Sunday, 27 February 2011

Harping On

Fianna Fáil and Fine Gael might not have started out this way; each of them has been all over the ideological spectrum. But they do currently manifest, like the National and Liberal Parties in Australia, the ability of a more sophisticated electoral system to sustain, as distinct entities, both a socially conservative, nationalistic, agrarian-populist party and a neoliberal one.

As well as to blunt the edge of neoliberalism by requiring Fine Gael to go into coalition with Labour, the commitment of which to abortion, even if all Labour TDs (never mind the majority of voters in a referendum) could be made to go along with it, is essentially a meaningless piece of electioneering against the sectarian Left and the Greens, since no coalition containing either Fianna Fáil or Fine Gael would ever legislate for such a thing (neoliberalism still has its limits in what is, after all, still Ireland), and since no governing coalition could ever be formed unless it included at least one of them.

Kevin Myers describes Irish Labour as "not Labour in the British sense, for it attracts few working-class votes, has no clear principles, and is largely a platform for the careers of its senior members. Some of them are ex-IRA men or supporters of the USSR, over which a discreet veil is being consensually drawn." How does one answer that?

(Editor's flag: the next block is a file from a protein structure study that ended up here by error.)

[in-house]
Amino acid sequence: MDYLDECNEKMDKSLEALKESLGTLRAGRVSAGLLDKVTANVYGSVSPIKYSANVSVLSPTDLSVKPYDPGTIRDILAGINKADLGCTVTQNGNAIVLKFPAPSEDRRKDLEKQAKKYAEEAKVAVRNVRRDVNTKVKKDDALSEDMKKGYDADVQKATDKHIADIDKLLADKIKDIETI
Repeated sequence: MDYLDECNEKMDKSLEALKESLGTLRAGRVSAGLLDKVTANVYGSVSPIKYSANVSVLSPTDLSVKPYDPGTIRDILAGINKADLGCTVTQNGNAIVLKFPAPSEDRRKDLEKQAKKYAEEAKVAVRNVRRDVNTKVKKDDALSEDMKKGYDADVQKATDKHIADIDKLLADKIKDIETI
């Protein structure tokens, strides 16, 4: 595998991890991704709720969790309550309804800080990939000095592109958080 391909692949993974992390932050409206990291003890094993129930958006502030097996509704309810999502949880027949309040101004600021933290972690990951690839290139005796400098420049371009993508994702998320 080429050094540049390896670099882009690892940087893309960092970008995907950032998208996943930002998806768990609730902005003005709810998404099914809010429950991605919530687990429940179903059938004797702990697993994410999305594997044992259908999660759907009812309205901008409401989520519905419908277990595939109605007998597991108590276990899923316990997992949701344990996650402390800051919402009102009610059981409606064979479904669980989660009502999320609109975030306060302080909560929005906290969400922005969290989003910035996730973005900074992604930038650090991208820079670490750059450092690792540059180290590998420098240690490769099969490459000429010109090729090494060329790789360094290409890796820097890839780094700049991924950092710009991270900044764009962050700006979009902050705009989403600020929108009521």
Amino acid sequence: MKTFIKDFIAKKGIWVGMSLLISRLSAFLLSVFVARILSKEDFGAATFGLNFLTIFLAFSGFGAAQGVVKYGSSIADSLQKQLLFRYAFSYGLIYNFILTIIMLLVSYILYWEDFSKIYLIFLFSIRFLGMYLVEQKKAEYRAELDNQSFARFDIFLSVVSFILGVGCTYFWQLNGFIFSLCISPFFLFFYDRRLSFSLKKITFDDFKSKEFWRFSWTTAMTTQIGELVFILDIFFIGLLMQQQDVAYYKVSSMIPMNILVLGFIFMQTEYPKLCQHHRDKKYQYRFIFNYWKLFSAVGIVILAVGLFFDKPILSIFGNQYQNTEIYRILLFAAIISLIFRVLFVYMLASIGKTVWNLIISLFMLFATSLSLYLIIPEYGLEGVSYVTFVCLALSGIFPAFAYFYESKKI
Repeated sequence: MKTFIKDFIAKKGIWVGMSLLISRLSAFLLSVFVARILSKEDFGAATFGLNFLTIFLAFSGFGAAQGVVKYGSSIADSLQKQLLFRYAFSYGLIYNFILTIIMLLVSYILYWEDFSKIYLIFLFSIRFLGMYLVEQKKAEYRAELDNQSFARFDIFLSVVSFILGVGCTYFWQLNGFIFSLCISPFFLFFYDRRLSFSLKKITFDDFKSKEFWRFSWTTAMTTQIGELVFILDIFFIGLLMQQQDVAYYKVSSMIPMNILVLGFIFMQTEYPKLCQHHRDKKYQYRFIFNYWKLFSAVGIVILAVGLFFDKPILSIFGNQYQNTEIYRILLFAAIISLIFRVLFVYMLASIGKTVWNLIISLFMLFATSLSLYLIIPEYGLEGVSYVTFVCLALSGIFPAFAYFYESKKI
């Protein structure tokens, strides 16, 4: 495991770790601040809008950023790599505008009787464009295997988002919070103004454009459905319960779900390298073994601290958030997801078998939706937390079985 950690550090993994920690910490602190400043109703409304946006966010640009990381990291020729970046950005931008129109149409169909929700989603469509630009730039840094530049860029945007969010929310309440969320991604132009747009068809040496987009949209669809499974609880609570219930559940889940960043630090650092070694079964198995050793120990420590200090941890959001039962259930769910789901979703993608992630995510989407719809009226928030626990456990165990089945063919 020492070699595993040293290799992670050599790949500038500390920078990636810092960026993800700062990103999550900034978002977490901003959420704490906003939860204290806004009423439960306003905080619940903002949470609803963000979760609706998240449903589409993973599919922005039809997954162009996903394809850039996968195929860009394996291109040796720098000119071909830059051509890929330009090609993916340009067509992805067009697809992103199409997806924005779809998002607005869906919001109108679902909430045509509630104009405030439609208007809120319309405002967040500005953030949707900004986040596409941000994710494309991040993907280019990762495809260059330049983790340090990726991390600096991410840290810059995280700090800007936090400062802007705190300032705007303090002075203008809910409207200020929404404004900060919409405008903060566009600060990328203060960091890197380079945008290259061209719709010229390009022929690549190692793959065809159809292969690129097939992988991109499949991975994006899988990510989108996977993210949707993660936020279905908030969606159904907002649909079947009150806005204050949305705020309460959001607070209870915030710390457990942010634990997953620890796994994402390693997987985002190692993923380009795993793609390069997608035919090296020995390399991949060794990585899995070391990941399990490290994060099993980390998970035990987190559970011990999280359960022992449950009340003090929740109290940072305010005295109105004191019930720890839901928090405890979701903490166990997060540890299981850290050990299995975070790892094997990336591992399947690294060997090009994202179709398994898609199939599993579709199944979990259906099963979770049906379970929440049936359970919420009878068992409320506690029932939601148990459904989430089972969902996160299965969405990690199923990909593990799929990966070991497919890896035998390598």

1. Fianna Fail appear to moving in a direction you would approve of.

    There is a lot of talk about returning to their roots. To being the party of the men of no property, of small farmers, etc. They are talking about Sean Lemass's belief that Fianna Fail was the "real Irish Labour party". They may be returning to that heritage now.

    Also Eamon O Cuiv was one of the few FF politicians to survive the election. Eamon O Cuiv the grandson of De Valera was known to be critical of Fianna Fail's neoliberal policies during the last decade. He, is like most gaelgoirs, socially conservative. Recently he asked people to pray for the country. He mercilessly mocked for this by the Dublin bien peasants. In a smaller parliamentary party he will be even more influential.

    And with the PDs gone Fianna Fail can move away from neoliberalism.

    So maybe Ireland might get a party that is sympathetic to social conservatism and disagrees with unrestrained capitalism. It is a chance. We'll have to see.

  2. Chances are not there to be seen. They are there to be taken.

  3. It would be great if we could hold those accountable for our own financial problems by throwing them in front of a judge and more importantly, a jury to wipe the smirks off their faces and to freeze the billions they have made off of the backs of the people. These people need to go to jail for a long time and that money needs to come back into our government coffers to help bring down the deficit. No more cutting programs and then giving the rich corporate monsters carte blanche. We have to stop this or eventually the people will rise up when they have had enough of it.